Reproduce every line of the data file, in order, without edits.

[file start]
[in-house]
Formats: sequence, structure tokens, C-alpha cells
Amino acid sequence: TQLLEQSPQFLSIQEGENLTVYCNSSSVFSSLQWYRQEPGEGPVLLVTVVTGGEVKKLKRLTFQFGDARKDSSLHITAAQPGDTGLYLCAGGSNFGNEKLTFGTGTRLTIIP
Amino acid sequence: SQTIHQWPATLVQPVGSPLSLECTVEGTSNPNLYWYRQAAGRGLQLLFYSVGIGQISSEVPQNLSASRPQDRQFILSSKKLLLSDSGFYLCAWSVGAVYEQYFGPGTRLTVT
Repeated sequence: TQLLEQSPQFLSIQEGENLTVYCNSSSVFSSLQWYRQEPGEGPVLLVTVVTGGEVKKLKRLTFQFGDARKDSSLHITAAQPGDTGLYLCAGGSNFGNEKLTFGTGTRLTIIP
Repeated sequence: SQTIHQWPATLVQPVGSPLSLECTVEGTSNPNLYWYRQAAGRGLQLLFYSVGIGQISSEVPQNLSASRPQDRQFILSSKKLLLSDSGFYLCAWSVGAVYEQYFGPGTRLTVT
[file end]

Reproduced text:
[in-house]
Formats: sequence, structure tokens, C-alpha cells
Amino acid sequence: TQLLEQSPQFLSIQEGENLTVYCNSSSVFSSLQWYRQEPGEGPVLLVTVVTGGEVKKLKRLTFQFGDARKDSSLHITAAQPGDTGLYLCAGGSNFGNEKLTFGTGTRLTIIP
Amino acid sequence: SQTIHQWPATLVQPVGSPLSLECTVEGTSNPNLYWYRQAAGRGLQLLFYSVGIGQISSEVPQNLSASRPQDRQFILSSKKLLLSDSGFYLCAWSVGAVYEQYFGPGTRLTVT
Repeated sequence: TQLLEQSPQFLSIQEGENLTVYCNSSSVFSSLQWYRQEPGEGPVLLVTVVTGGEVKKLKRLTFQFGDARKDSSLHITAAQPGDTGLYLCAGGSNFGNEKLTFGTGTRLTIIP
Repeated sequence: SQTIHQWPATLVQPVGSPLSLECTVEGTSNPNLYWYRQAAGRGLQLLFYSVGIGQISSEVPQNLSASRPQDRQFILSSKKLLLSDSGFYLCAWSVGAVYEQYFGPGTRLTVT